The right of an individual to take his or her case into a federal court is assured by Article III, § 2 of the U.S. Constitution. This provision extends the federal judicial power to controversies between the citizen of a state and the government of a different state, citizens of a different state, or between a state or its citizens and a foreign government or its citizens. It is put into effect by a statute that limits federal diversity jurisdiction to cases involving a dispute worth more than $10,000. This minimum is intended to keep small cases from clogging the calendars of federal courts. Cases worth less than $10,000 must be brought in a state court even though diversity of the parties' citizenship otherwise would entitle them to be brought in federal court.

The origin and purposes of federal diversity jurisdiction have long been debated. It was created when the Constitution was first adopted, a time when loyalty to one's state was usually stronger than feelings for the United States. It was undoubtedly intended to balance national purposes with the independence of the states. Chief Justice John Marshall of the Supreme Court wrote in Bank of United States v. Deveaux, 9 U.S. (5 Cranch) 61, 87, 3 L. Ed. 38 (1809):

However true the fact may be, that the tribunals of the states will administer justice as impartially as those of the nation, … it is not less true that the constitution itself either entertains apprehensions on this subject, or views with such indulgence the possible fears and apprehensions of suitors, that it has established national tribunals for the decision of controversies … between citizens of different states.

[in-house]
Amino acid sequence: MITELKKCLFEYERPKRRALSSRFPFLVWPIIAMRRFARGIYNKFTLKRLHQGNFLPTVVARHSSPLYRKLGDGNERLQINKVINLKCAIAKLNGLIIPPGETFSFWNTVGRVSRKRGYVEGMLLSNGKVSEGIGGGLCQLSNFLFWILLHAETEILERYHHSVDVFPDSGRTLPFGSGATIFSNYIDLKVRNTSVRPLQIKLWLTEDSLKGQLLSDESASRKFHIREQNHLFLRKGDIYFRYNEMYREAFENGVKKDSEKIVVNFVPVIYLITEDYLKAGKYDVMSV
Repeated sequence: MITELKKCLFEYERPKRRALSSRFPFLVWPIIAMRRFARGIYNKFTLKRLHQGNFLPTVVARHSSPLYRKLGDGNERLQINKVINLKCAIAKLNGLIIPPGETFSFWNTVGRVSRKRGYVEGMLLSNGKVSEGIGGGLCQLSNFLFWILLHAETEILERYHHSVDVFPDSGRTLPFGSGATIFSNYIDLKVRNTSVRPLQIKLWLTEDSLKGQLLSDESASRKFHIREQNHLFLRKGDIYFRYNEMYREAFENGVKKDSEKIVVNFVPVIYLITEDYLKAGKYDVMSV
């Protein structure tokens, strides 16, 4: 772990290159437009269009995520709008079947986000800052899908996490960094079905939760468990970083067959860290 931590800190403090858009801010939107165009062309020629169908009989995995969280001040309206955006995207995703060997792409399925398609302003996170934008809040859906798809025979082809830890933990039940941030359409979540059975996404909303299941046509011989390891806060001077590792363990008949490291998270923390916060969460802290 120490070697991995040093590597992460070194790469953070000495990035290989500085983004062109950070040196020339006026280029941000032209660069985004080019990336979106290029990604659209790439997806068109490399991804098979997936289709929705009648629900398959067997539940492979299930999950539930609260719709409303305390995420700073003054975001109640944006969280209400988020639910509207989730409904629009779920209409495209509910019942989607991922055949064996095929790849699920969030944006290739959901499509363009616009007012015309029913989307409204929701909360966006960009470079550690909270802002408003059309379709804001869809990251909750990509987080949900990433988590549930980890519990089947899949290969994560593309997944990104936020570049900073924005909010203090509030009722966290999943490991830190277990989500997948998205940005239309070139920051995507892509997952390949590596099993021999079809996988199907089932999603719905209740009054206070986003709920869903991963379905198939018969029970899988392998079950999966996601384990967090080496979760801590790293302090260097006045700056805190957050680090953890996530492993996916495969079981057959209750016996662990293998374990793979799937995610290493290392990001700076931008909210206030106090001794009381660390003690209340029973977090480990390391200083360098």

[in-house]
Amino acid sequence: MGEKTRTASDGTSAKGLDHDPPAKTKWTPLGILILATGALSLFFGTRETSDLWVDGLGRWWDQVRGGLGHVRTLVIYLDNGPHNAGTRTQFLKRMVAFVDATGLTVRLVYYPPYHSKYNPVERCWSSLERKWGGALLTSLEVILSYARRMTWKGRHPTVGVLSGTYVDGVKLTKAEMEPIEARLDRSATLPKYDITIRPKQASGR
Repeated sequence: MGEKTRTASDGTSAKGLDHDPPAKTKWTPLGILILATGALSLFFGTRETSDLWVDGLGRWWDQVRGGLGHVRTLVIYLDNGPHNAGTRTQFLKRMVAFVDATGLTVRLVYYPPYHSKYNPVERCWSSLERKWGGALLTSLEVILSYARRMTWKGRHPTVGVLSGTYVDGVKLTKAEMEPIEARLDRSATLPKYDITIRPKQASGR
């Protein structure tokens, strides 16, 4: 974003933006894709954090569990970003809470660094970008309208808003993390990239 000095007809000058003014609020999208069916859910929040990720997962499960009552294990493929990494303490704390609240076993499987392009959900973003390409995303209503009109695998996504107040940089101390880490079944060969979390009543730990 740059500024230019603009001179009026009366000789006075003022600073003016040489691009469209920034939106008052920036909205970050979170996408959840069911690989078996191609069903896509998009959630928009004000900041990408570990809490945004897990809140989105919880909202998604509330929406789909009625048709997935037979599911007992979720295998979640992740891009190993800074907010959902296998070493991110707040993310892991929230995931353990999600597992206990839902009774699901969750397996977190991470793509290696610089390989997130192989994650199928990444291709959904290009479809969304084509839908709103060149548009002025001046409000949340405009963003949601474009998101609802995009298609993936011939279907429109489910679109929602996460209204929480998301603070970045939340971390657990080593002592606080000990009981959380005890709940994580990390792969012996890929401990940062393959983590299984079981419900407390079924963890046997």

Some scholars believe that the opportunity to take business and commercial disputes into an impartial federal court helped to encourage investment in the developing South and West. People from the industrialized Northeast felt more secure when their financial transactions in other states were not necessarily at the mercy of local prejudices.

Even if diversity jurisdiction did help the economic growth of the United States, many people question whether it continues to be useful. Because these cases require substantial investments of time and energy by the federal judiciary in cases that arise under state law, proposals to curtail or abolish diversity jurisdiction have been introduced repeatedly in Congress since the 1920s. None of the proposals have been adopted, however.

Further readings

Freer, Richard D. 1998. "Toward a Principled Statutory Approach to Supplemental Jurisdiction in Diversity of Citizenship Cases." Indiana Law Journal 74 (winter): 5–23.

Jacobsohn, Gary Jeffrey, and Susan Dunn, ed. 1996. Diversity and Citizenship: Rediscovering American Nationhood. Lanham, Md.: Rowman & Littlefield.

Pickus, Noah M.J. 1998. Immigration and Citizenship in the Twenty-First Century. Lanham, Md.: Rowman & Little-field.

diversity of citizenship

n. when opposing parties in a lawsuit are citizens of different states (including corporations incorporated or doing business in different states) or a citizen of a foreign country, which places the case under federal court jurisdiction, pursuant to Article 3, section 2 of the U. S. Constitution, and the federal Judicial Code, if the amount in controversy exceeds $75,000.